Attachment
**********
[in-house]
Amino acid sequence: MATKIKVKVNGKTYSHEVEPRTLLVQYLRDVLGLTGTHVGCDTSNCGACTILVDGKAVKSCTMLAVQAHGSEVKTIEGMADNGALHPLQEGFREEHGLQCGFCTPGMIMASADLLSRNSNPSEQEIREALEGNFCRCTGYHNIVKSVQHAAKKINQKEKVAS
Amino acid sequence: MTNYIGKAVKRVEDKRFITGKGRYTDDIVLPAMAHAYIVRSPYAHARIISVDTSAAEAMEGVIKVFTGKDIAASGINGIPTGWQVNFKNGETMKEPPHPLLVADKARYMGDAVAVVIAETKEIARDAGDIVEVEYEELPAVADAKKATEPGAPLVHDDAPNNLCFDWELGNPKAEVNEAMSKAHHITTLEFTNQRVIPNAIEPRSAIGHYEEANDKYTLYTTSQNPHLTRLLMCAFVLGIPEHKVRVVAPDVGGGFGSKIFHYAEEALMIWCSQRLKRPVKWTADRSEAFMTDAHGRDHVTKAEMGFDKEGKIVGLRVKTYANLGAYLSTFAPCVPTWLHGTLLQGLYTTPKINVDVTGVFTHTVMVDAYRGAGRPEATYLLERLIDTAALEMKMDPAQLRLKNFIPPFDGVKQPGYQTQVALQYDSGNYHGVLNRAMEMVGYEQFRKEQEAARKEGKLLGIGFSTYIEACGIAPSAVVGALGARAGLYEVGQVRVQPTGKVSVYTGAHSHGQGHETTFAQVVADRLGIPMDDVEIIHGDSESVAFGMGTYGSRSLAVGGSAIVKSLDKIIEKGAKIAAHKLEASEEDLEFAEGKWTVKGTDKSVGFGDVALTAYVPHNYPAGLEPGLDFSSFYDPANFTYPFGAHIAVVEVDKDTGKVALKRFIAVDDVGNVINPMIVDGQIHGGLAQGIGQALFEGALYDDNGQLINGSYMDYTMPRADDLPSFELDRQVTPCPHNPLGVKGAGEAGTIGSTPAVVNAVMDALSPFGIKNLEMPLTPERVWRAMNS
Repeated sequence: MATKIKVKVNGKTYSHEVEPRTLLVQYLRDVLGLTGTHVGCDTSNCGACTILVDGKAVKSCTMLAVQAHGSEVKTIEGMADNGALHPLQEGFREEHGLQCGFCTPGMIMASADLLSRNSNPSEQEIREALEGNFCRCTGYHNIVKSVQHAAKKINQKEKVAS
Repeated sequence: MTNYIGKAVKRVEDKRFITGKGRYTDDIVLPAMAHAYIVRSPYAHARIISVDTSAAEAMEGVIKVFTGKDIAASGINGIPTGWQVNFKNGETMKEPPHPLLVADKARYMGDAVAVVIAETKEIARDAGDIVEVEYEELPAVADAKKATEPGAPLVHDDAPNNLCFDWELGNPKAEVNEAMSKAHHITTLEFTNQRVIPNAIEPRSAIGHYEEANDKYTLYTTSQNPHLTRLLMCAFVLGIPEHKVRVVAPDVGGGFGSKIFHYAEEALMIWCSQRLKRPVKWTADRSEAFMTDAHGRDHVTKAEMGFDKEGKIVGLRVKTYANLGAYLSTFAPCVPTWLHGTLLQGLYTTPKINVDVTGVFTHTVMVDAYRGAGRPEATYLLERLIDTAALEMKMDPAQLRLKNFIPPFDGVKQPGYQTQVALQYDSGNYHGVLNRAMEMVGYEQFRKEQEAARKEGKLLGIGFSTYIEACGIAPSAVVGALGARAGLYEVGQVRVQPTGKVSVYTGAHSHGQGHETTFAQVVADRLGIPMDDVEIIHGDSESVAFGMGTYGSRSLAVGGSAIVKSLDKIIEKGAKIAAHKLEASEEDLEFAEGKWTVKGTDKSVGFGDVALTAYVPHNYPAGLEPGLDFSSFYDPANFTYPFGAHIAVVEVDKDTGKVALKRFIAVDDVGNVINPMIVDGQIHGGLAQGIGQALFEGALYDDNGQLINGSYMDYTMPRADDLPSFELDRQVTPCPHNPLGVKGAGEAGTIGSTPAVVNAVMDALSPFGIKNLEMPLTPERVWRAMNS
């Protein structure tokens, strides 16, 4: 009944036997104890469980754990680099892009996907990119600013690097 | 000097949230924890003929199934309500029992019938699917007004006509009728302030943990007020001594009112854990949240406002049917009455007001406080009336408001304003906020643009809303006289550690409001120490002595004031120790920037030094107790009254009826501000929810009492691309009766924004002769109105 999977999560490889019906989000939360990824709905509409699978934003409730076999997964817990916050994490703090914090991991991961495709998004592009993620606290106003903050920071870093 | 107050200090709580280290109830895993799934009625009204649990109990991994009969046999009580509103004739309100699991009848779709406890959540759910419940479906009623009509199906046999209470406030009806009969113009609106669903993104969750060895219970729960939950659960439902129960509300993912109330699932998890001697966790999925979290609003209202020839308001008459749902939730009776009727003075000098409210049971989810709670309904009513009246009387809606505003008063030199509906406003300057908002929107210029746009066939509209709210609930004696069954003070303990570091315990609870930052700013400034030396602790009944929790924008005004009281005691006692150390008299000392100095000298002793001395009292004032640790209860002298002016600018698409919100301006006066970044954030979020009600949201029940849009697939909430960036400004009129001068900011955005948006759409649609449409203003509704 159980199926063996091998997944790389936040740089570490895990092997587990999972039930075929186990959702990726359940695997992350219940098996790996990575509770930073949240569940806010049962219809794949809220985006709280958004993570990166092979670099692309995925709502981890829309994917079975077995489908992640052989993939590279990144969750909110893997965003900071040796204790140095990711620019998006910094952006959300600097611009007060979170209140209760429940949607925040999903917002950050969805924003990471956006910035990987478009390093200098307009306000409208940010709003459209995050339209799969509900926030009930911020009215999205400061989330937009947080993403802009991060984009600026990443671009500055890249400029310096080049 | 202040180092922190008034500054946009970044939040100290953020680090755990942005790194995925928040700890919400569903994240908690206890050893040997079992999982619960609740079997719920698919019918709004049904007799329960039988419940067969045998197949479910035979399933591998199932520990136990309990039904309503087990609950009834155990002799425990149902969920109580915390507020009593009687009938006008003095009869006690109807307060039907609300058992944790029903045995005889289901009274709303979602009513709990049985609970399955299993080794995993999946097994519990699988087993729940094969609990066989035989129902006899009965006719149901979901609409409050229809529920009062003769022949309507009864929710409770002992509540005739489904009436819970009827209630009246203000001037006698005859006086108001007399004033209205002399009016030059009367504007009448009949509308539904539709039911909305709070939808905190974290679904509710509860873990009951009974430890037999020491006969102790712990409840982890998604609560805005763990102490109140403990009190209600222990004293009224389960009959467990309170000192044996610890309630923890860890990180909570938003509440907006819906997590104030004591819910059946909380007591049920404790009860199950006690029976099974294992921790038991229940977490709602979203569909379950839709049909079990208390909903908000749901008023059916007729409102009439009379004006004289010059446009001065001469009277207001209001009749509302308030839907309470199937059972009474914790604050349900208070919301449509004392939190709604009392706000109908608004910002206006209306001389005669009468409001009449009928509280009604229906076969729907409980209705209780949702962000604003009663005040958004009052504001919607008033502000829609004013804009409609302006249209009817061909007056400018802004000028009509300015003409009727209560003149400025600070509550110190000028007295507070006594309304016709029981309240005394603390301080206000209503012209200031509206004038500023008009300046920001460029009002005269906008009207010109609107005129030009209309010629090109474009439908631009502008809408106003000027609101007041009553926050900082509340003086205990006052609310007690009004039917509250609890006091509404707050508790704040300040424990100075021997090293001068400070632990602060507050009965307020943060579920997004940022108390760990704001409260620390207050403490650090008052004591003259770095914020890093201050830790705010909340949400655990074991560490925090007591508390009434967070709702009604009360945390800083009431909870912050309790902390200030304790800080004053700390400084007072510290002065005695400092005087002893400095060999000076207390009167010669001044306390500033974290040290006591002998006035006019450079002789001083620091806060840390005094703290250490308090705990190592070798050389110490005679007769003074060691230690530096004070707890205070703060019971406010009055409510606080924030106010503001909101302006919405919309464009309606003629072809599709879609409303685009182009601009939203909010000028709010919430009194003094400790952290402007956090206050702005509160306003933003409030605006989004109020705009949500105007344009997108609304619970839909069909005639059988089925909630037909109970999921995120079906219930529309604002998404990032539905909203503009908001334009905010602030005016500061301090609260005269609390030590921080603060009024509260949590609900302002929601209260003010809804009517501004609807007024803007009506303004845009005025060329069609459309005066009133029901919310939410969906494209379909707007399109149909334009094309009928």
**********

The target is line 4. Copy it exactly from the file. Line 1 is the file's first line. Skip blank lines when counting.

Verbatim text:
Repeated sequence: MATKIKVKVNGKTYSHEVEPRTLLVQYLRDVLGLTGTHVGCDTSNCGACTILVDGKAVKSCTMLAVQAHGSEVKTIEGMADNGALHPLQEGFREEHGLQCGFCTPGMIMASADLLSRNSNPSEQEIREALEGNFCRCTGYHNIVKSVQHAAKKINQKEKVAS